I had originally decided to leave this barrow for someone else to go and find, but with the nearby little cracker of Glan Hafon cairn with central boulder I couldn't leave it out. Similarly I was going to leave Craig Rhiwarth hill fort off the list, but with another nearby cairn with cist and the loveliest of Welsh scenery i'll be back up this way sooner or later.
It will be a long walk to this out sized barrow no matter which way you come from, I came from the east off Y Clogydd near Glan Hafon, the route passed several old quarry work sites, there are many in the Cwm. A footpath leads straight to it from the road though through the forestry area to the barrows west, if you just wanted to see the barrow.
Rhiannon's Miscellaneous notes point out the barrows dimensions, 19 meters across and 1.5 meters high, and also mentions the quartz covering the barrow once enjoyed, even the boundary stone is there, I think. But sometimes numbers can't do it the justice it deserves, so in plain speak, it's a really big one, twice as high as me, and the footprint as big as a house. Pleasantly huge. The quartz is mostly grass covered now but in places the stone that one can see, be a gleaming white. On the barrows summit a big gnarled lump of quartz stands upright, almost mimicking a two stone row with the probable boundary stone.
You can see the barrow clearly from Glan Hafon cairn, but why cant I see the cairn from here, Craig Ty Glas cairn with cist should be visible across the valley east-ish from here but for the forestry trees. A gap through the hills south west reveals a sadly flat area of Wales leading on to the English border. But south is the massive lump of rock Craig Rhiwarth, cairns from the bronze age crown summits within an Iron age fort and later Hafods (summer highland farm dwellings)were constructed.
The views are worth the long trek alone, take a circular ish walk of five hours to see Glan Hafon cairn - Bedd Crynddyn barrow - Craig Rhiwarth, you'll be glad you did, you'll be knackered, but glad.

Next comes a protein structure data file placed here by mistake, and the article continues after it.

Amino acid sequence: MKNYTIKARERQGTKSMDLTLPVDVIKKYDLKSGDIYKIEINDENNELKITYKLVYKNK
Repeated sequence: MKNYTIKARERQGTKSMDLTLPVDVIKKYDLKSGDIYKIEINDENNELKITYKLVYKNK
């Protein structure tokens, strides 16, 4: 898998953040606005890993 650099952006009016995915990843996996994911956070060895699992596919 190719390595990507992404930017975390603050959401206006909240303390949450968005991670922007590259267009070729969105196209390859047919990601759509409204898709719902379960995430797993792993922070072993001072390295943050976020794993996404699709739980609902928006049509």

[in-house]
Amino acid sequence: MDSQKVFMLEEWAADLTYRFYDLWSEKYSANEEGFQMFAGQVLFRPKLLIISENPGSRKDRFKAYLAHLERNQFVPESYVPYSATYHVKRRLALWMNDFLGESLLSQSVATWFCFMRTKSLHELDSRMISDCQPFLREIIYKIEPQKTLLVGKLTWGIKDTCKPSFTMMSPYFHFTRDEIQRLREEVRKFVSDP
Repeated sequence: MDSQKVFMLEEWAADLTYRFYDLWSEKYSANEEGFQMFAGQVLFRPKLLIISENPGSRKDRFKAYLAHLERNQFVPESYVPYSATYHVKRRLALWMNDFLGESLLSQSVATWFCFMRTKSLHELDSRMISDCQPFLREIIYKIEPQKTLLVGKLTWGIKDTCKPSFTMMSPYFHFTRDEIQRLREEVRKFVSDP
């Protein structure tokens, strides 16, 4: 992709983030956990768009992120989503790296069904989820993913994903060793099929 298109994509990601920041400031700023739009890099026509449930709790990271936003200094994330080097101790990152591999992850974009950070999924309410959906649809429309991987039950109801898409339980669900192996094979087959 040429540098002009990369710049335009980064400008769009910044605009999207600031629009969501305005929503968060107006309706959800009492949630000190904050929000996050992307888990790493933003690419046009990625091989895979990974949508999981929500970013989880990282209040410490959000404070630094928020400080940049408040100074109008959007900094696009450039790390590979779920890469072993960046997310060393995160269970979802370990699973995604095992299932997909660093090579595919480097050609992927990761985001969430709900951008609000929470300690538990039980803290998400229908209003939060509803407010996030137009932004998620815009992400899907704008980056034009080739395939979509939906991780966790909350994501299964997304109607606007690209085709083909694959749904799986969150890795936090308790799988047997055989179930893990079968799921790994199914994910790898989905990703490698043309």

Just to the south at SJ 05809 27645 is Carreg or Careg y Cyfrwy:
This curiously and naturally shaped stone, known as the 'Saddle stone,' stands upon the parish boundary, and close to 'Bedd Crynddyn'. Its height above ground is from 12 to 15 inches, with a length of 24 inches, and a width averaging 15 inches. -- Visited, 6th September, 1910.
A tumulus, not marked on the Ordnance sheet. It is also sometimes called 'Moel Cerrig Gwynion,' and is visible for some distance, the white quartz stones upon it rendering it conspicuous. It has a height of 8 to 10 feet, with a circumference at base of 250 feet. No traces of its having been opened are to be detected. On its summit sheep have worn a slight depression, and the part so exposed shos the tumulus to be constructed of earth and small stones; the outer covering, now largely grass-grown, being formed of the white quartz already noted above. -- Visited, 6th September, 1910.
Coflein describes this barrow as 19m in diameter and 1.5m high, set upon a natural knoll. Its name means 'shivering' or 'trembling' grave. Now that's got to have a good story attached to it, surely.* [*Except this is completely wrong - see Maldwyn's comment below. Apologies.]